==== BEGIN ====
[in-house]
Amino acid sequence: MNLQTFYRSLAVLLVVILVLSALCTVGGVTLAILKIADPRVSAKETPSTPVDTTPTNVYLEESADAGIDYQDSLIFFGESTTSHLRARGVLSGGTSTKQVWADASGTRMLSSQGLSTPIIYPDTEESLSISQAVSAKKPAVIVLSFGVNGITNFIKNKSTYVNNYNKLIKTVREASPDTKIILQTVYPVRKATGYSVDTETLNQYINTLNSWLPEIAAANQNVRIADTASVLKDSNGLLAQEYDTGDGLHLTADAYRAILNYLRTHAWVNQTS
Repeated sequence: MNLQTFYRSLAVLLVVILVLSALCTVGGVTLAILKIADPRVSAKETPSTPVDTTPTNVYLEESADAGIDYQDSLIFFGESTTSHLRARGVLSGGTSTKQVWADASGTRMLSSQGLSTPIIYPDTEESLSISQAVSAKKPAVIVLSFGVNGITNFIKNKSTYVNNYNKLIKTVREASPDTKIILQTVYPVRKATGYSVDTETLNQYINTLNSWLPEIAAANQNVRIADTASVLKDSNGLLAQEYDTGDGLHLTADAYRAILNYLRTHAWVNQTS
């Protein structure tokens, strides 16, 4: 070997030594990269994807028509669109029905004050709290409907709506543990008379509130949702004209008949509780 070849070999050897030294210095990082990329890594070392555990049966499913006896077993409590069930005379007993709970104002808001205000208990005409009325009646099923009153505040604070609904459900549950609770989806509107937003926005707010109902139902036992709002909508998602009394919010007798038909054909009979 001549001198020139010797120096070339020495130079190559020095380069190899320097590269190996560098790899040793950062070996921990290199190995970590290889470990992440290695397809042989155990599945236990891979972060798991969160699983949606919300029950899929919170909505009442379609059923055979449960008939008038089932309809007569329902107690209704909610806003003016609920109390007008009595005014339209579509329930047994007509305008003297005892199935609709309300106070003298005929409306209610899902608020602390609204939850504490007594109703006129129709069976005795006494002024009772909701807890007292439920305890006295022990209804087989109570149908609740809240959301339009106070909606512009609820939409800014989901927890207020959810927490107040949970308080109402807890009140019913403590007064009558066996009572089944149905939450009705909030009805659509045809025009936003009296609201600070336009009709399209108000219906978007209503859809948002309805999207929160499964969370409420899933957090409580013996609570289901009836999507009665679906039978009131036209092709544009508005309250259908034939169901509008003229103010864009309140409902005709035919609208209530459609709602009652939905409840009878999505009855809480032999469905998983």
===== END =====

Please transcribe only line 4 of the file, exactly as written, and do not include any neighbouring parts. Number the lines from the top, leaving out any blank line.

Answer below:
């Protein structure tokens, strides 16, 4: 070997030594990269994807028509669109029905004050709290409907709506543990008379509130949702004209008949509780 070849070999050897030294210095990082990329890594070392555990049966499913006896077993409590069930005379007993709970104002808001205000208990005409009325009646099923009153505040604070609904459900549950609770989806509107937003926005707010109902139902036992709002909508998602009394919010007798038909054909009979 001549001198020139010797120096070339020495130079190559020095380069190899320097590269190996560098790899040793950062070996921990290199190995970590290889470990992440290695397809042989155990599945236990891979972060798991969160699983949606919300029950899929919170909505009442379609059923055979449960008939008038089932309809007569329902107690209704909610806003003016609920109390007008009595005014339209579509329930047994007509305008003297005892199935609709309300106070003298005929409306209610899902608020602390609204939850504490007594109703006129129709069976005795006494002024009772909701807890007292439920305890006295022990209804087989109570149908609740809240959301339009106070909606512009609820939409800014989901927890207020959810927490107040949970308080109402807890009140019913403590007064009558066996009572089944149905939450009705909030009805659509045809025009936003009296609201600070336009009709399209108000219906978007209503859809948002309805999207929160499964969370409420899933957090409580013996609570289901009836999507009665679906039978009131036209092709544009508005309250259908034939169901509008003229103010864009309140409902005709035919609208209530459609709602009652939905409840009878999505009855809480032999469905998983």